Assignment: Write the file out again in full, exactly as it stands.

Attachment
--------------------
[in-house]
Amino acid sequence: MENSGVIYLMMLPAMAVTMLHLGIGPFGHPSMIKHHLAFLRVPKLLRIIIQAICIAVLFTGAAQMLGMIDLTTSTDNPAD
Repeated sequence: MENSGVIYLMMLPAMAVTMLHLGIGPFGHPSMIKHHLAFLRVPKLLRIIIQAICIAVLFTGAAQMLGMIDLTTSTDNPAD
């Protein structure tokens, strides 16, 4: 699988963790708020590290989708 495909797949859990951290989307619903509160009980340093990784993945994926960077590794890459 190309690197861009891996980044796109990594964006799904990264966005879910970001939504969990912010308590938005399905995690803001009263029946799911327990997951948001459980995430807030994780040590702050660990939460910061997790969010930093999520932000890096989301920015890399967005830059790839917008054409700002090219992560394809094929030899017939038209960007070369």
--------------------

[in-house]
Amino acid sequence: MENSGVIYLMMLPAMAVTMLHLGIGPFGHPSMIKHHLAFLRVPKLLRIIIQAICIAVLFTGAAQMLGMIDLTTSTDNPAD
Repeated sequence: MENSGVIYLMMLPAMAVTMLHLGIGPFGHPSMIKHHLAFLRVPKLLRIIIQAICIAVLFTGAAQMLGMIDLTTSTDNPAD
């Protein structure tokens, strides 16, 4: 699988963790708020590290989708 495909797949859990951290989307619903509160009980340093990784993945994926960077590794890459 190309690197861009891996980044796109990594964006799904990264966005879910970001939504969990912010308590938005399905995690803001009263029946799911327990997951948001459980995430807030994780040590702050660990939460910061997790969010930093999520932000890096989301920015890399967005830059790839917008054409700002090219992560394809094929030899017939038209960007070369």